Slow down breathePausing. Silence. A welcome break, you would think, in the torrent of words of today’s presentations.

Funnily enough, a number of public speakers find silence awkward, they even dismiss it. Throughout my many years of Public Speaking coaching, I’ve heard several of my clients confess they’d rather rush through their presentations than slow down and say nothing once in a while. After some probing, the reasons for that practice boiled down to this:

  • They just want to get the presentation over and done with
  • They don’t want people to interrupt or think they’re ignorant
  • Pausing causes too much intimacy, which translates into vulnerability and responsibility

I find this quite striking, because if you ask yourself what the purpose of a presentation is you might realize that that very purpose can only be fulfilled with a healthy balance of talking – and silence.

While many of us may think the purpose of a presentation is a transfer of information through speech and visual aids, it’s much more than that. Public speaking is all about transformation. It’s about shifting people’s thinking from “what is to what could be”, to quote Nancy Duarte.

In order to take an audience from, let’s say, a problematic situation to a solution-oriented outcome, or even if you simply want to share a great idea, you have to give them something that goes beyond facts and rhetoric. And that is Connection.

Connection is that “spirit of giving” (Simon Sinek), which translates into taking the time to understand people’s challenges and concerns, and caring about making the information as relevant as possible to them. It’s about building trust.

Why Slow Down and Breathe?

Connection happens not only by way of speech, but also through something equally important : Listening. Listening is the art of pausing, active silence, and turning your attention towards your audience, not yourself, during a presentation or even a conversation.

Listening can only happen when you slow down, suspend speech, and allow silence to manifest. As a result of silence, many wonderful things can transpire:

  • You can check in and feel your audience’s pulse ( Do they get it? Is the information helpful and relevant?)
  • You give weight to what you’ve just said
  • You allow your audience to metabolize what they just heard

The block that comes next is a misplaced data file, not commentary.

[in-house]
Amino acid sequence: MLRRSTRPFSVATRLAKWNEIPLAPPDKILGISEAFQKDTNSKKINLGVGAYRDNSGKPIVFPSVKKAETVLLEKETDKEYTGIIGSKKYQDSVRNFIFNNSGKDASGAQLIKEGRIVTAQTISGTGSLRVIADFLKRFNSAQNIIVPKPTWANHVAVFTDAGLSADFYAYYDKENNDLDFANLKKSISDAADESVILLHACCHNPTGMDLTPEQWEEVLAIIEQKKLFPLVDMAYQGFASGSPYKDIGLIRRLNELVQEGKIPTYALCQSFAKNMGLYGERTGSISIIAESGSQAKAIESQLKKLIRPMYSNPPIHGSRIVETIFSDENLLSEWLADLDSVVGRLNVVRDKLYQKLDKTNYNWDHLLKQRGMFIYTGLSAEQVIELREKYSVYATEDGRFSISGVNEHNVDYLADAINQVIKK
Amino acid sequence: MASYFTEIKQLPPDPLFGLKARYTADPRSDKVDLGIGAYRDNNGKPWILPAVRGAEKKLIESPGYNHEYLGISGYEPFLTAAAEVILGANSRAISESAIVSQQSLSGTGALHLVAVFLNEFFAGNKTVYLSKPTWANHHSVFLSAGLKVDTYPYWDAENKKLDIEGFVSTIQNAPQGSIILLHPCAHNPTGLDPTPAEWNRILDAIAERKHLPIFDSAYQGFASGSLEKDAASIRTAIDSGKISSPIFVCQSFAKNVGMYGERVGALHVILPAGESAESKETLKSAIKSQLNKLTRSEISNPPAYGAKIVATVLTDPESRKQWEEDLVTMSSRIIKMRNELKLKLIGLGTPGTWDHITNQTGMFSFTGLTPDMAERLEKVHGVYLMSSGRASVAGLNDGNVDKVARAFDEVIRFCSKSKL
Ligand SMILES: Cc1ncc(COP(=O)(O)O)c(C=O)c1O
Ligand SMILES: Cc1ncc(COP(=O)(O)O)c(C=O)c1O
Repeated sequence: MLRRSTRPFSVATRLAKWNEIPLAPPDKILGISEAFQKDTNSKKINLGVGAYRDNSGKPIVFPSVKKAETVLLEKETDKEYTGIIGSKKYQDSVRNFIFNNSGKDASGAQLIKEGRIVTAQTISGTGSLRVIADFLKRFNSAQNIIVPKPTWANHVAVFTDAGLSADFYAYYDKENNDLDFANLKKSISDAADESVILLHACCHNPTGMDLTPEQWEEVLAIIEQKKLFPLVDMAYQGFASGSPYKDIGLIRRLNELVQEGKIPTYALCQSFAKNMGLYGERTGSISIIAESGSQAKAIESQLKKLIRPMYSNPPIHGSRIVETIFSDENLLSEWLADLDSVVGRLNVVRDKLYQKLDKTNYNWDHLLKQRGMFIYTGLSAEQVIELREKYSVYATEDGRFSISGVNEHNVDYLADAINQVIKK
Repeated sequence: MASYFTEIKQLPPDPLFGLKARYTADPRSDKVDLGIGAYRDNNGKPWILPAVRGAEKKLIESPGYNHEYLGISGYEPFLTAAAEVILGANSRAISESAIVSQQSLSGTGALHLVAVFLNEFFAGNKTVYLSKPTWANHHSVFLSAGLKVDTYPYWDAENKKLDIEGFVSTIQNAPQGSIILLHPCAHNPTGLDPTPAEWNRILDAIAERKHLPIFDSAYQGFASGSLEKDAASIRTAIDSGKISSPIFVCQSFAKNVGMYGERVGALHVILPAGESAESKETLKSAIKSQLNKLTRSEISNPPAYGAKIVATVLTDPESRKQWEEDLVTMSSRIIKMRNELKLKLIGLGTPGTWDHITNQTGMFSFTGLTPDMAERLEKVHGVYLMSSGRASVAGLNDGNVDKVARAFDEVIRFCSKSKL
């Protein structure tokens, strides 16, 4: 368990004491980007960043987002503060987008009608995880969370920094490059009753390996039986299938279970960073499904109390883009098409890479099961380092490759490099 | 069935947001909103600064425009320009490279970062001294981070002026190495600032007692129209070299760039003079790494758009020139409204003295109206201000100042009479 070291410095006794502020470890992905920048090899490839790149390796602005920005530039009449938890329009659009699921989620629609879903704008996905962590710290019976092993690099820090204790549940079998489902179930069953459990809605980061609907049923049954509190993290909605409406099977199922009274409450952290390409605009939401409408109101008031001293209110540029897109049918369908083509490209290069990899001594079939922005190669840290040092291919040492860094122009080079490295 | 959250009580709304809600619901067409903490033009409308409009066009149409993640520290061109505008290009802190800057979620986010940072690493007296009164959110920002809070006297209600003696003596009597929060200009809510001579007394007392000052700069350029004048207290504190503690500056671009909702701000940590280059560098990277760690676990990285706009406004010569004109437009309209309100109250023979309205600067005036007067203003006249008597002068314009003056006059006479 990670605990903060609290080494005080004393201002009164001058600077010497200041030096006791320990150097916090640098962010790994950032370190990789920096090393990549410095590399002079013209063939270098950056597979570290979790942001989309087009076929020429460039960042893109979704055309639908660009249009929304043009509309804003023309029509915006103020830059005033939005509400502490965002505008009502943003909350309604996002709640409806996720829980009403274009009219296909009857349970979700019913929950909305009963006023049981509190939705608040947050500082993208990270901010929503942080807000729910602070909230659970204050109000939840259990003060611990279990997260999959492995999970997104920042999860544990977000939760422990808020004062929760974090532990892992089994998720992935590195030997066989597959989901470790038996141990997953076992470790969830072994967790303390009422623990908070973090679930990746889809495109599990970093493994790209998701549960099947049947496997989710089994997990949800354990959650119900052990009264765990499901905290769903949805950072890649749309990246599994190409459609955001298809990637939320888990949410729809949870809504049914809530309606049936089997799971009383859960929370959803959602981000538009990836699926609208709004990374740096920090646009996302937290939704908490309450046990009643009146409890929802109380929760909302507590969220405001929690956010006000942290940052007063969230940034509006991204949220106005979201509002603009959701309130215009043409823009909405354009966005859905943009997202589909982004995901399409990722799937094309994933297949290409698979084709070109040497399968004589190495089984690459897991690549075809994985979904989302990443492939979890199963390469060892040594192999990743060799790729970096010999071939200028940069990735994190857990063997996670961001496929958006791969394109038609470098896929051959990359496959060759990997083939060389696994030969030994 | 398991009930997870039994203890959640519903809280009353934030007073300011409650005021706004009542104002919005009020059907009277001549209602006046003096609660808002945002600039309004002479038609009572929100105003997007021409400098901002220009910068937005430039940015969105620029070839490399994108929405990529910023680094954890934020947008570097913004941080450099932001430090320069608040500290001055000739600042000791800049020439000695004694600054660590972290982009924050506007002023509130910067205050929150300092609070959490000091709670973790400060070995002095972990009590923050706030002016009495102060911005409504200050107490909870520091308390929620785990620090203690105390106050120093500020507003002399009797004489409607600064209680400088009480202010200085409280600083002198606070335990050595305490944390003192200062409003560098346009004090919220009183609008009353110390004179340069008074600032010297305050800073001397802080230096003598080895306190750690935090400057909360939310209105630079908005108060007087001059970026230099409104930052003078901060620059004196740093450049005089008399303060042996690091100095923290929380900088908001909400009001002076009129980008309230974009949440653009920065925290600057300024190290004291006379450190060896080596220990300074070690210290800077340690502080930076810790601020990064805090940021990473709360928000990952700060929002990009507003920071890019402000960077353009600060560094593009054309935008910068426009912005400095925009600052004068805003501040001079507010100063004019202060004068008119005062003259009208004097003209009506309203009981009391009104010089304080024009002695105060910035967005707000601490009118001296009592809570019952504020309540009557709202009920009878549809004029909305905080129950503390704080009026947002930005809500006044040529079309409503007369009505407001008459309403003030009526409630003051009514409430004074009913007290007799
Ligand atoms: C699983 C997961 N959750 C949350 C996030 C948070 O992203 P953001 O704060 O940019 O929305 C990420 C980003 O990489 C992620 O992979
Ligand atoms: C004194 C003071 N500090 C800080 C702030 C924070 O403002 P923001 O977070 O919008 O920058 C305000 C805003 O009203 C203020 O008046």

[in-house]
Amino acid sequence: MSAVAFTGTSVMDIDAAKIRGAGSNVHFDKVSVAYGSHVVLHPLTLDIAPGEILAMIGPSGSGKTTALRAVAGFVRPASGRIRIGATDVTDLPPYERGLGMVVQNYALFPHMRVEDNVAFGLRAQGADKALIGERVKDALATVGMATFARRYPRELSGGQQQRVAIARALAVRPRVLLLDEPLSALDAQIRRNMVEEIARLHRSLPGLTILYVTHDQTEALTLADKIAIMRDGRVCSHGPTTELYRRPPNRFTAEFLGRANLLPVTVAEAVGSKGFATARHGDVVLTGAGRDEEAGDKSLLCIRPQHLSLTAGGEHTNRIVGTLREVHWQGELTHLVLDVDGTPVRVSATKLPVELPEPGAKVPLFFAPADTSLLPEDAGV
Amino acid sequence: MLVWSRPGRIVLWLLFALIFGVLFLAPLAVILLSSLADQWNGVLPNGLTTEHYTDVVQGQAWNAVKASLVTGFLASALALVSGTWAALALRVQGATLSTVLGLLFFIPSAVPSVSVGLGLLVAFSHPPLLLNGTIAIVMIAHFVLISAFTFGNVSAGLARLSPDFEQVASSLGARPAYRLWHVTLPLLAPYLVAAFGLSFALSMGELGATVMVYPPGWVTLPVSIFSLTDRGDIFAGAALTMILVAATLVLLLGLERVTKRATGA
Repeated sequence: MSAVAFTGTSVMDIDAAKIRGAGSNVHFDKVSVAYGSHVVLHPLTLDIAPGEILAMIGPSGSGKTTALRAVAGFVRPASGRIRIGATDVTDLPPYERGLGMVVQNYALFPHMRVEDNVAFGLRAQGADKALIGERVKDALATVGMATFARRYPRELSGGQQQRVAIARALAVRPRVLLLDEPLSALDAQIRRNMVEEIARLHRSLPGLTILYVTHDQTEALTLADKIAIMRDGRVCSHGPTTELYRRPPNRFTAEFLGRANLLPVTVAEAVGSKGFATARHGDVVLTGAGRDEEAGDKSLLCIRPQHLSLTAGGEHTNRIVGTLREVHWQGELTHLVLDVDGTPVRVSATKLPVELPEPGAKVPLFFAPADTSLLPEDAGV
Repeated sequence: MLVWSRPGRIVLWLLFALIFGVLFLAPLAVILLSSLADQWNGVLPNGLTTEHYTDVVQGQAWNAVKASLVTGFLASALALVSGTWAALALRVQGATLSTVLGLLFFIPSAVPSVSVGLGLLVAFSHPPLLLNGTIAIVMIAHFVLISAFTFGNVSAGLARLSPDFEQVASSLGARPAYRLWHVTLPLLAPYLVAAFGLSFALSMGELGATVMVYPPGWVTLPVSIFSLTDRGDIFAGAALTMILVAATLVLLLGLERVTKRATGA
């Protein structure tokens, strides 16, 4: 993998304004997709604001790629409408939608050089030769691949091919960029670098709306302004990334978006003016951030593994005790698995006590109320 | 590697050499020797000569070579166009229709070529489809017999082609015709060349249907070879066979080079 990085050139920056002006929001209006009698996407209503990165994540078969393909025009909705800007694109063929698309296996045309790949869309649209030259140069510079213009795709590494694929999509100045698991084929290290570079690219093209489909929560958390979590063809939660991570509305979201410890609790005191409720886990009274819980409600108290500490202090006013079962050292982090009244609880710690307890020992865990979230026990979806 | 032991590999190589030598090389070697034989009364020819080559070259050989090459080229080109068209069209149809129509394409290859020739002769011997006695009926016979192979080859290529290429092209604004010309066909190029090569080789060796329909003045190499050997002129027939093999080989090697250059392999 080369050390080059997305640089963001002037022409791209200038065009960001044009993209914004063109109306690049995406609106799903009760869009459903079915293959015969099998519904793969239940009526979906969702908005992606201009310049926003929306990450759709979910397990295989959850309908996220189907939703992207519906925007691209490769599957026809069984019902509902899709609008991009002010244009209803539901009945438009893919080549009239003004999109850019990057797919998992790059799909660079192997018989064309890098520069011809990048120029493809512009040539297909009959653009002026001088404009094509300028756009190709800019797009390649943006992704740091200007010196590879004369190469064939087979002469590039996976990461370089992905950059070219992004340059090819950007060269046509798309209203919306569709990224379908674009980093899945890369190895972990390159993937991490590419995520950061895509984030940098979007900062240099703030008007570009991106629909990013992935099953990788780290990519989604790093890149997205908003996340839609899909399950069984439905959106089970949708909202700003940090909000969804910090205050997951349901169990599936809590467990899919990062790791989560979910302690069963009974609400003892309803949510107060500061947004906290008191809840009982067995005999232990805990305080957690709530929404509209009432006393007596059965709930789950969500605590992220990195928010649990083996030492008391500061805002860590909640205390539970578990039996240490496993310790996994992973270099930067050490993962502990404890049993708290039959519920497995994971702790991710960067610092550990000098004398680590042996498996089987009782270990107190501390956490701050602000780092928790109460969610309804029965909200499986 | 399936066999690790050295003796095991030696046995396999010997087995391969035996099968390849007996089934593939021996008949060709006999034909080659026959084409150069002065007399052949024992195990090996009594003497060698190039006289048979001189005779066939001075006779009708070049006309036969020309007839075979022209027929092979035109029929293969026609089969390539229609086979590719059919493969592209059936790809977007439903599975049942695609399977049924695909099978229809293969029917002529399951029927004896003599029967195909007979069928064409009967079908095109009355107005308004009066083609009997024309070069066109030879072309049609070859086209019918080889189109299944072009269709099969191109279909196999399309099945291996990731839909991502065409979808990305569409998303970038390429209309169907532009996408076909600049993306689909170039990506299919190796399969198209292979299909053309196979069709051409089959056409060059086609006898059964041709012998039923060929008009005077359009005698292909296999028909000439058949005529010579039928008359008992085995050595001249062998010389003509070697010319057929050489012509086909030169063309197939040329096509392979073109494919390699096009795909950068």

• You can pace yourself, relax and breathe – imagine!

Pausing and listening present significant benefits for both speaker and audience, and most importantly, they nurture the ground for that very connection to take place, which in turn gives more significance to your talk, as well as facilitates transformation.

So, if I were to give any Public Speaker – no matter what their level and experience – some well-seasoned advice, it would be to slow down, pause and breathe. (Here’s an expert post by Emma Taylor on controlling verbal fillers:

Instead of rambling through your material and jumping from slide to slide slow down, make eye contact with the audience and give emphasis to those words that matter most. Instead of filling your talk with interstitial sounds, like uh, um, so, like, just be quiet. Instead of turning away and reading your notes – check in, ask a question, let the audience think with you. Breathe.

One of the lofty objectives of a presenter is to keep the audience engaged, and I don’t mean by cracking jokes or trying to be SNL’s latest entertainer. Engagement is all about connection, honesty and authenticity. And yes – a certain dose of vulnerability.

That takes courage and a brave heart. But in the end, as you stand there with a more settled mind, you will begin to realize you don’t even have to say so much and start to see the magic unfold as you draw the audience into your space.

Silence is not just a necessary physiological function, it is your companion in speech as you progress through life as a seasoned communicator. Let me close by sharing a quote by the 20th-century Indian philosopher, Sri Aurobindo:

“There are two great forces in the universe, silence and speech.

Silence prepares, speech creates. Silence acts, speech gives the

impulse to action. Silence compels, speech persuades.”

If you’re ready to pause and breathe more, please contact me at: